Cancellation of the summit will damage U.S.-Russian relations. But that relationship is already damaged. The two nations are on opposite sides in the Syrian civil war, and have had strained relations on many other issues. While Snowden's American supporters are worried that NSA surveillance is suggestive of a police state, Russians know what it means to live in a real police state, where political dissidents are harassed and assaulted and murdered.

Until Russia chooses to cooperate with the U.S. on the leaker Snowden and other matters like Syria, the U.S. will have to accept a deteriorating relationship with Russia and act accordingly. We can strengthen relations with nations trying to live independently in Russia's shadow, including the Baltic republics and Georgia. We can expand the list of Russian officials prohibited from entering the U.S. under the 2012 Magnitsky Act, named for a Russian lawyer who died in prison in 2009 after investigating fraud by Russian officials.  We could even support the boycott of the 2014 Winter Olympics in Sochi, Russia, which is being proposed by gay rights groups in protest against Russian law criminalizing homosexual behavior.

Russia's president Putin has chosen a course of confrontation rather than cooperation with the United States. We must accept and adapt to his decision.

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Reflections on Detroit’s bankruptcy from a former Detroiter

My family lived in Detroit from 1955 to 1956, during which time I attended second grade in a public elementary school. That was the first year my parents moved back to Michigan from Minnesota and North Dakota, where my father did his medical specialty training. They rented a house at 15350 Birwood, just off Fenkell, also known as Five Mile Road, while looking for a home to buy near the Veterans Hospital in Dearborn where my father was employed.

My memory is of a prosperous working class neighborhood of single-family homes, occupied primarily by young families with children, lots of children. It was a safe neighborhood, where children walked themselves to school, and to visit the many stores and the movie theater on Fenkell. Except for my family it was an exclusively white neighborhood. I do not recall ever seeing a black child in my neighborhood or public school.

That characteristic of Detroit, rigid de facto racial segregation in housing and public schools, carried over into the suburbs. The reason my parents didn't just buy and move directly into a house was that, as Chinese immigrants, they were having difficulty buying a house in Dearborn, where realtors refused to sell to them. That my father had received his U.S. citizenship as a U.S. Army medical officer during World War II didn't make any difference. They were finally able to buy a brand new house in a new development just outside the city limits in an unincorporated area then known as Dearborn Township, which later incorporated as Dearborn Heights.

In the new neighborhood, and in the public schools I attended from third through 12th grade from 1956 to 1966, I do not recall ever seeing a black child, though I became aware of the anti-black prejudices of some of my classmates. I thought this a little strange since we had no contact in our daily lives with black people.

Like my former neighborhood in Detroit, my suburban neighborhood was mainly working-class, with a sprinkling of small business owners and professionals. Many families consisted of a father who worked in the auto factories, a mother who stayed home, and many children. In those days, a single worker with a unionized auto job could support a family and own their own house and car, and often also own a cabin somewhere in northern Michigan for vacations.

The rigid racial segregation of Detroit was unsustainable and ultimately de-stabilizing, culminating in the Detroit race riot of 1967 in which 43 persons died, 2,000 buildings were destroyed, and the city was occupied by the U.S. Army and National Guard. That event was the biggest American race riot since the New York City Draft Riot of 1863 during the Civil War, and is widely believed to have initiated the half century of decline which culminated in this week's bankruptcy of Detroit.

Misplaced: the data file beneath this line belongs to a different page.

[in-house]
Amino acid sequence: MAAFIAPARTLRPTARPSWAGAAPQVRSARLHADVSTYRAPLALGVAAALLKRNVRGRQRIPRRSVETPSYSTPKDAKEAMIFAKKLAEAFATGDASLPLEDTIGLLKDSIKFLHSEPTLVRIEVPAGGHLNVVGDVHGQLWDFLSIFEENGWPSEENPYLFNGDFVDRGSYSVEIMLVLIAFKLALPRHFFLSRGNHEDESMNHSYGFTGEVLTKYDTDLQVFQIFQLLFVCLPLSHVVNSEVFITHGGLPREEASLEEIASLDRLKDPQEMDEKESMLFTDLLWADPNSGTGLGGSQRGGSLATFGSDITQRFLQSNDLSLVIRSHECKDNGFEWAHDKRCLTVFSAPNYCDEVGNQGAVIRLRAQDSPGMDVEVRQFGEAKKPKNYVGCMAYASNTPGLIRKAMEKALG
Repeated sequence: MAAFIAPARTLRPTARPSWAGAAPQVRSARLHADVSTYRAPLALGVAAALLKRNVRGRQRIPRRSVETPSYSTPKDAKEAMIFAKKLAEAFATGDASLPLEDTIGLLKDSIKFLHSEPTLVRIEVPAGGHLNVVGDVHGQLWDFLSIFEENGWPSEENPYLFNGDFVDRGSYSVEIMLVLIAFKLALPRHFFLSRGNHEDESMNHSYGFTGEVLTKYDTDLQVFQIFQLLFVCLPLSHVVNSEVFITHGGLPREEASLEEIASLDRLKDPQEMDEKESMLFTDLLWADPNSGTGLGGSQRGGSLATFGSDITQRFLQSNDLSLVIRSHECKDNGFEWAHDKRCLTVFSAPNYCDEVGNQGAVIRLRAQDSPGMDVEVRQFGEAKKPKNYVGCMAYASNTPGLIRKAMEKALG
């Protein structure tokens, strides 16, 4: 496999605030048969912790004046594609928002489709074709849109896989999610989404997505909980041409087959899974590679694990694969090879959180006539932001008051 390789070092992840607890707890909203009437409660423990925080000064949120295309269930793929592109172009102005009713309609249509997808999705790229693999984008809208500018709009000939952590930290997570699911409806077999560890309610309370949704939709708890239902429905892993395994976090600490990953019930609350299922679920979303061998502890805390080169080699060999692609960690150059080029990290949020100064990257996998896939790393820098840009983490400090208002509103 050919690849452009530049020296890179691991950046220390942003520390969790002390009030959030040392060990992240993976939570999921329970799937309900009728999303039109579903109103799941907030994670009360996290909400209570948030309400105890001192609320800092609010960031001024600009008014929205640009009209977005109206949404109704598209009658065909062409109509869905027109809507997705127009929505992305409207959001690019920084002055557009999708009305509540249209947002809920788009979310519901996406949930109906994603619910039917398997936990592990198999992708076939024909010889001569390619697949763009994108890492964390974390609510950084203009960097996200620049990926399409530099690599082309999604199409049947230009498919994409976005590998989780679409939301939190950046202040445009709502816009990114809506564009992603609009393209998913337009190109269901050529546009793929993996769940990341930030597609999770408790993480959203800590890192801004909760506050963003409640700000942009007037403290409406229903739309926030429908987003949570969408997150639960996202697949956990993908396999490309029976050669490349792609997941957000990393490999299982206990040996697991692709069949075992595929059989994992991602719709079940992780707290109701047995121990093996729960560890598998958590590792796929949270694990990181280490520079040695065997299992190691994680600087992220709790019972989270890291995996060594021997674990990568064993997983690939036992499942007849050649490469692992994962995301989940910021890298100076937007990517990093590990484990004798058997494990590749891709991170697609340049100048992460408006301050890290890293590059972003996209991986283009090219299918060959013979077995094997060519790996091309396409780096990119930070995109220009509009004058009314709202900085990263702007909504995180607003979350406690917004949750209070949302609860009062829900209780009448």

A second critical factor in Detroit's decline was the failure of Michigan's auto industry to respond to the quality challenge of foreign competition. The business model of the Big Three automakers when I lived in Michigan seemed to be superficial annual design changes and planned obsolescence, requiring frequent trade-ins of older autos for new. New cars were shipped to dealers in paper wrappers to conceal the latest design changes until the designated new car release date.

Most Detroit families were loyal to one of the Big Three automakers. Because of its proximity to the Ford Motor Company headquarters and River Rouge factory, most families in my neighborhood, including mine, bought Ford automobiles. The first new car I could afford to buy in 1979 was a Ford.

It was a lemon, with design and other flaws that could not be fixed. I traded it in within three years for a Toyota. What a difference in quality! One bad experience with an American car, combined with one good experience with an import, was sufficient to turn millions of American families into a huge market for foreign autos, which was a disaster for Detroit.

A third critical factor in Detroit's decline, common to many other American cities and local governments, has been leadership focused primarily on the short-term and unwilling to focus on and plan for long-term consequences. Current costs were held down in exchange for promises of generous future health care and retirement benefits for employees. Those bills eventually came due and were unsustainable.

Many of the reasons for Detroit's demise may be specific to Detroit, but other cities and local governments have their own similar or different problems. Detroit is not the first American city to seek bankruptcy protection from its creditors, and it won't be the last. Wherever you live, brace yourself for a bumpy ride!

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End the filibuster once and for all

Back when Republicans controlled the U.S. Senate, minority Democrats employed and defended their use of the filibuster, blocking votes on President George W. Bush's nominees by refusing to yield the floor in the absence of a super-majority of 60 out of 100 senators. Now that Democrats control the U.S. Senate, it's the minority Republicans who employ and defend their use of the filibuster to prevent votes on President Obama's nominees and proposed laws without a super-majority of 60 out of 100 senators.